Posts for tag: Achilles Tendon
Did you know that the health of your whole body can be compromised if your foot health isn't at the level it needs to be? Think about it: your feet are your body's foundation, so it follows that foot problems cause issues with everything resting on that foundation, too!
At the office of Dr. Kenneth R. Meisler, he and his associates want to make your feet feel right at home. One of the leading foot problems Dr. Meisler's patients come into his office with is a ruptured Achilles tendon, which can happen to athletes and regular people alike. While the immediate aftermath following such a debilitating podiatric problem can leave patients without hope, the truth of the matter is that - through proper rehabilitation and ample healing time - their Achilles tendon can make a full recovery.
Take a look below at some common treatment options for a ruptured Achilles tendon:
Surgery lowers the risk that a ruptured Achilles tendon will get ruptured again later. Also, surgery can improve patients' push-off strength more than non-surgical options, while also improving overall foot muscle function and ankle flexibility.
After surgery is completed, the patient's foot and ankle will be immobilized in either a cast or walking boot until the surgeon deems it time to slowly start putting weight on the foot again. Overall, surgical options have been found to provide the best results for patients following a traumatic injury featuring a ruptured Achilles tendon.
These options are best for minor rupture cases, especially among patients who aren't as active. Also, patients who have medical problems might be unable to undergo surgical treatment, and so choose alternatives. These include the use of a cast, walking boot, or brace that will restrict motion long enough for the tendon to heal on its own.
For more information on the treatment options available for a ruptured Achilles tendon, give the office of Dr. Meisler a call today at (212) 628-4444 and speak with one of the foot specialists on site for full foot relief achieved right here in New York City!
The Achilles tendon is the strong band of tissue that connects the calf muscle to the heel bone. This lower leg tendon enables you to walk, jump, stand on your toes and climb stairs. You rely on it virtually every time you move your foot.
When the tendon is stretched beyond its normal capacity, a complete or partial tear may occur. Most Achilles tendon ruptures occur as a result of sport-related injuries when forceful jumping or sudden accelerations of running overstretch the tendon and cause a tear. Individuals with Achilles tendinitis -- weak and inflamed tendons -- are also more susceptible to tendon tears.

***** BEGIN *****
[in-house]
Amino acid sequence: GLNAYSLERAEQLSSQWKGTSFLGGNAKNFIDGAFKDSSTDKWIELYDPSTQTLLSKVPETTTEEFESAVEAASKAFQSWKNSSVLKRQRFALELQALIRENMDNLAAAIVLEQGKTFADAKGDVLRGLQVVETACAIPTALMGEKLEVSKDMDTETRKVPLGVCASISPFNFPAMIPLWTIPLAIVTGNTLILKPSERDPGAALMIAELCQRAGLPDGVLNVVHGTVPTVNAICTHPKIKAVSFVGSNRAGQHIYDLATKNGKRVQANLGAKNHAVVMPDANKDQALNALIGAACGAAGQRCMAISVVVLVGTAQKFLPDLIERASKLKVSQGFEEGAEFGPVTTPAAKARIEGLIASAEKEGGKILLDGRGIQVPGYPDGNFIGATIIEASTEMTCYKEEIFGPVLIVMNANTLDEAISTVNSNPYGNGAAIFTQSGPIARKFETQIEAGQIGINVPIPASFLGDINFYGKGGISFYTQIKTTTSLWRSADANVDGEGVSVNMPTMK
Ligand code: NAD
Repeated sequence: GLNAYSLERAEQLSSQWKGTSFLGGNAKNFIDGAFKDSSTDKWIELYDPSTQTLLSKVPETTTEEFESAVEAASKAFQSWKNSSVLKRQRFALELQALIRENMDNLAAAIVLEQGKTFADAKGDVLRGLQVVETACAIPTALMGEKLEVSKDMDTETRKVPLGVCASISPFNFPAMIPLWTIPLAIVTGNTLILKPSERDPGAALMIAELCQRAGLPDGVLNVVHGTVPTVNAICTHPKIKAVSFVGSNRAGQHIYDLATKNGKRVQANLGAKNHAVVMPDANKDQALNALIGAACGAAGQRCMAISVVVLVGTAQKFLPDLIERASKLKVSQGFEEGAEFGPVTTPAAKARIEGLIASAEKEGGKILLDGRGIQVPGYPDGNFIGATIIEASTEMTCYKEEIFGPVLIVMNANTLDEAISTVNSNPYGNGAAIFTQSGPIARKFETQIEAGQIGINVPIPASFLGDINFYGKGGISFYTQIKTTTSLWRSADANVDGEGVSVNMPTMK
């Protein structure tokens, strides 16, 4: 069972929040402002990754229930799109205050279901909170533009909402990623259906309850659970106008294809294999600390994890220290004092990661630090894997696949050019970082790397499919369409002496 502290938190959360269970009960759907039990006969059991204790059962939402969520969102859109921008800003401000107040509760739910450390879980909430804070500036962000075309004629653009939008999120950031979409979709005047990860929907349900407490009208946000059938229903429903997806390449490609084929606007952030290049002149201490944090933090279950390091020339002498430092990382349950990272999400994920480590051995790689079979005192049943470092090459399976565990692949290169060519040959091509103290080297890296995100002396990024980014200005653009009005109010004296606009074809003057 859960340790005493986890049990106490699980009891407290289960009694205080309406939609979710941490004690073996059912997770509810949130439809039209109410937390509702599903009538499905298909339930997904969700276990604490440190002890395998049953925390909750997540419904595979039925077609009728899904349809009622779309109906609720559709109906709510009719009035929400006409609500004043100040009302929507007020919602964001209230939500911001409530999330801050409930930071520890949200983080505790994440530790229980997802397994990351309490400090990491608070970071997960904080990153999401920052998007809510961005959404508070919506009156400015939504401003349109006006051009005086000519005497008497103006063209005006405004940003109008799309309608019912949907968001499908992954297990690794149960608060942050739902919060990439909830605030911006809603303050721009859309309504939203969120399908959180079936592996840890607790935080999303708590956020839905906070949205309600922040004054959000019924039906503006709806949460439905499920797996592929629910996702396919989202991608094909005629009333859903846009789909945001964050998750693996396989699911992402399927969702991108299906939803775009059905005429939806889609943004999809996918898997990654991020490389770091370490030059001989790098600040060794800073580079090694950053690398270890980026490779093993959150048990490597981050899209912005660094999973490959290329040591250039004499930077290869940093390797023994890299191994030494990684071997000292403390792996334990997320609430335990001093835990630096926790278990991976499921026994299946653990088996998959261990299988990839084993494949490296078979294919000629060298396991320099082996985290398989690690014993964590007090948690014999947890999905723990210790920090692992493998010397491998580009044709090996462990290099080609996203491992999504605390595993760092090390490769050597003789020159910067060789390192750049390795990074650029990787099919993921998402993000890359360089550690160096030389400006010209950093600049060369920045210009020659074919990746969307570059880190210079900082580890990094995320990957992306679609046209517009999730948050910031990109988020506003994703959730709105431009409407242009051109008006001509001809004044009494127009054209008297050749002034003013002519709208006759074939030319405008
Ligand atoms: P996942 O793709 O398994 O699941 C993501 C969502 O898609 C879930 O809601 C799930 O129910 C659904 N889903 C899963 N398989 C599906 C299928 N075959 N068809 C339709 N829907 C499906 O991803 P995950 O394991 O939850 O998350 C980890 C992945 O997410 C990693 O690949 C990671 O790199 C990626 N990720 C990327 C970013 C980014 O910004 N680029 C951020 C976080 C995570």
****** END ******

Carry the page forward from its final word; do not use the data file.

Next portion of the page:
Signs of a torn Achilles tendon include:
- Sudden, sharp pain in the back of the ankle and lower leg
- Snapping or popping sensation at the time of the injury
- Swelling down the back side of the leg or near the heel
- Difficulty walking or rising up on the toes
The best treatment for a torn Achilles tendon is prevention. Avoiding this injury could save yourself months of rehab and extended time away from your game. Help prevent injury to your Achilles tendon by:
- stretching your calf muscles regularly
- limiting hill-running and jumping activities that place excess stress on the Achilles tendons
- resting during exercise when you experience pain
- maintaining a healthy weight
- alternating high impact sports, such as running with low impact sports, such as walking or biking
- wearing appropriate, supportive shoes with proper heel cushioning
If you suspect a ruptured Achilles tendon, visit Kenneth R. Meisler, D.P.M., P.L.L.C. & Associates as soon as possible. Until you can seek professional care, avoid walking on the injured tendon and keep it elevated. Ice the affected area to reduce pain and swelling and if possible, wrap the injured foot and ankle. For partial tears, swelling and pain may be less severe, but prompt treatment should still be administered.
Treatment for an Achilles tendon rupture can be surgical or non-surgical. Surgery to reattach the tendon is generally recommended, followed by rehabilitation, especially for individuals who want to return to recreational sports. Kenneth R. Meisler, D.P.M., P.L.L.C. & Associates can evaluate the severity of your tear and suggest the best treatment plan. With proper care, most people return to their former level of performance within six months.